Laurel Fork Trail

Length/Type: Approximately 1.5 miles one-way, out-and-back; Difficulty: Moderate (some moderately steep but short climbs, some undergrowth present in summer); Other Considerations: The trail’s end at the mouth of Laurel Fork can be buggy in warm months, and the trailhead parking area is not secured overnight – both considerations for potential overnight campers. You can download a detailed topo map of the hike here

One of the great things about hiking in the Cumberlands is that there’s always a new trail somewhere to discover. Some are well-developed trails that you’ve personally never hiked before, while others are older trails that have fallen out of the public’s notice but still make a great hike. The Laurel Fork Trail, located just outside of Pound, Virginia near the Virginia-Kentucky line, is one of those latter examples. It’s a short hike at 1.5 miles in length each way, but its unassuming location at the Pound Boat Launch keeps it hidden from public view. In spite of this, it’s a surprisingly scenic hike along the shores of the North Fork of the Pound Reservoir, into a beautiful stream side woods, and ending at a backcountry campsite near the foot of Pine Mountain.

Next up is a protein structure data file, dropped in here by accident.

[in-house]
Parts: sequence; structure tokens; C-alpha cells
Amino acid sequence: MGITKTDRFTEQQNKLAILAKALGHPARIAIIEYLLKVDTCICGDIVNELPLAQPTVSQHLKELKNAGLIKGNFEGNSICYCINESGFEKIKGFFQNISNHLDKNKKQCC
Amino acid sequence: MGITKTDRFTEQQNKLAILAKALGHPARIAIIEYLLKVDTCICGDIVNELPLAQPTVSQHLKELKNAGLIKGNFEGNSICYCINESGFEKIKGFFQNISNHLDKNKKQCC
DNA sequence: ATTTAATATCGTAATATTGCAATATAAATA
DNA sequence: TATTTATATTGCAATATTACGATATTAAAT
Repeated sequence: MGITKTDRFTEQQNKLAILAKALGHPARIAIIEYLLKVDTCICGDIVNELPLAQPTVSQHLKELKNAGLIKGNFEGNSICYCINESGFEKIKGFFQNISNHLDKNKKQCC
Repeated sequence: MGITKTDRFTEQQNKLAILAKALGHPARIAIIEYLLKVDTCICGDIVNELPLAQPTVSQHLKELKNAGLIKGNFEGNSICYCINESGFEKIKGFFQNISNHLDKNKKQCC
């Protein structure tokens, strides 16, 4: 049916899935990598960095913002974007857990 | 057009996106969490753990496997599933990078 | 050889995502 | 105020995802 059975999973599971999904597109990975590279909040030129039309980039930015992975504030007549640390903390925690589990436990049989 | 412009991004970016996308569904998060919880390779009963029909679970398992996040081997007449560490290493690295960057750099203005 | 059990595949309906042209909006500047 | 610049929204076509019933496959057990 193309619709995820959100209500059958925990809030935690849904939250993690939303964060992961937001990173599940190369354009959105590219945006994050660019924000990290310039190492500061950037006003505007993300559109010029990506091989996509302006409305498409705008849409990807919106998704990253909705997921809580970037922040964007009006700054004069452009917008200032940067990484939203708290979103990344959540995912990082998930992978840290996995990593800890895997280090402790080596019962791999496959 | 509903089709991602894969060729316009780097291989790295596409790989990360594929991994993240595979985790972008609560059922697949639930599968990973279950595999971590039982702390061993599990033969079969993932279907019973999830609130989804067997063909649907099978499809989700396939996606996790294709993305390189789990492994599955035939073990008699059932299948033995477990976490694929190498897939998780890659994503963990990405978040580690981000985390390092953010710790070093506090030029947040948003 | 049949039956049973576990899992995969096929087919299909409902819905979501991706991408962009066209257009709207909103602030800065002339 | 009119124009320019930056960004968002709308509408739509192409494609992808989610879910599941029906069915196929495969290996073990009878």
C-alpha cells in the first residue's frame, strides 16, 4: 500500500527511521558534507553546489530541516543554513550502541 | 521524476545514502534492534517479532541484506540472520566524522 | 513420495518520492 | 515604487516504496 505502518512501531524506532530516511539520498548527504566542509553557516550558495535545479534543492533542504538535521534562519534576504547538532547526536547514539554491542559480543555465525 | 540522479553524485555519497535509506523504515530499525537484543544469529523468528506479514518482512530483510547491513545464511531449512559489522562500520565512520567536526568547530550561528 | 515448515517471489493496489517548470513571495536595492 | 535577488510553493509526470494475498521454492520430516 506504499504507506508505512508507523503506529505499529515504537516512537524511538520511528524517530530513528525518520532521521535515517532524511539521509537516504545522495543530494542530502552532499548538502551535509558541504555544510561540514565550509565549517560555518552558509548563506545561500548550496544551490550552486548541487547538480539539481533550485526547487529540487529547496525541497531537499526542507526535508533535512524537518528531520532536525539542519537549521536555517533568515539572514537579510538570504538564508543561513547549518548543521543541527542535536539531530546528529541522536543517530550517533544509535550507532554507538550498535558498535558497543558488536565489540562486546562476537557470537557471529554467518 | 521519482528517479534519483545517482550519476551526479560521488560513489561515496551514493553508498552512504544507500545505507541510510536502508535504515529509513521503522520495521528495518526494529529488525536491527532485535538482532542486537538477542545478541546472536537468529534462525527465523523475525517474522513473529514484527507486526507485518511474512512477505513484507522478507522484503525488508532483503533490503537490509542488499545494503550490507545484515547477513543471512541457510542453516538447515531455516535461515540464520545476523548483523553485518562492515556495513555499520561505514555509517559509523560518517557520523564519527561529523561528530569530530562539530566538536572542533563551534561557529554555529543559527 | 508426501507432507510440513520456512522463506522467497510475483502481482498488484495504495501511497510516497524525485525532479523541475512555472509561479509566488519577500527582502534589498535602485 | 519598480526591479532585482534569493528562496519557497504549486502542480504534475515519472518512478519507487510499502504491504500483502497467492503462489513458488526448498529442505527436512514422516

The Hike

The Laurel Fork Trail has what is easily one of the more simply-accessed trailheads in the region: the parking area for the Pound Boat Launch just off of US-23. While the launch itself is located along the lakeshore, the beginning of the trail can be found on the opposite side of the entrance road directly across from the parking area (a sign denotes the trail’s start). From here, the trail quickly enters an open woods and begins to bend around the shore of the lake.


Looking down from the trail at an arm of the lake.

This trend continues for the first few hundred yards of the hike, taking you above the lake itself and eventually up an arm of the reservoir. It’s just beyond this point – as the lake narrows deeper and deeper into a cove – that the character of the trail begins to change. Still easily followed, the trailbed enters a more riparian, or streamside, forest that can be densely shaded and cool even into the summer. A couple of quick rock-hops of seasonal tributaries are made along this stretch until the lake disappears and the trail begins to follow Hopkins Branch, which makes its way off the lower slopes of Pine Mountain. This stretch of trail is surprisingly scenic, especially compared to the much drier and open woods near the trail’s start.